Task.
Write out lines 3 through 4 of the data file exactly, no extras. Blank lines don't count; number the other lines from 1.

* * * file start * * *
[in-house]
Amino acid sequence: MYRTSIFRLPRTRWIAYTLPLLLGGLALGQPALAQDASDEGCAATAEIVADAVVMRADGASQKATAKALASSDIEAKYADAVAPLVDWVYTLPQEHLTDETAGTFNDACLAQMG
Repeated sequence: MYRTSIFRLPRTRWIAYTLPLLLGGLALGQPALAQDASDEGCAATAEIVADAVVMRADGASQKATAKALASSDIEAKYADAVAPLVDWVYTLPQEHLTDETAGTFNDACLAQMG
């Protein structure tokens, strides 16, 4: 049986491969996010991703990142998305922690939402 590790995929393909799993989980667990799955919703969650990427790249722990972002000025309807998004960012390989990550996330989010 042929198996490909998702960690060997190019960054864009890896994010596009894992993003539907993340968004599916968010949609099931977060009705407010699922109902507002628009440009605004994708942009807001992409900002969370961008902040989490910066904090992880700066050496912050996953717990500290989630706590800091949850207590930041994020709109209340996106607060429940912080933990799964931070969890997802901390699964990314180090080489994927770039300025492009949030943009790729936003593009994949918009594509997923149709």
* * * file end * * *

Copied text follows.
Repeated sequence: MYRTSIFRLPRTRWIAYTLPLLLGGLALGQPALAQDASDEGCAATAEIVADAVVMRADGASQKATAKALASSDIEAKYADAVAPLVDWVYTLPQEHLTDETAGTFNDACLAQMG
């Protein structure tokens, strides 16, 4: 049986491969996010991703990142998305922690939402 590790995929393909799993989980667990799955919703969650990427790249722990972002000025309807998004960012390989990550996330989010 042929198996490909998702960690060997190019960054864009890896994010596009894992993003539907993340968004599916968010949609099931977060009705407010699922109902507002628009440009605004994708942009807001992409900002969370961008902040989490910066904090992880700066050496912050996953717990500290989630706590800091949850207590930041994020709109209340996106607060429940912080933990799964931070969890997802901390699964990314180090080489994927770039300025492009949030943009790729936003593009994949918009594509997923149709």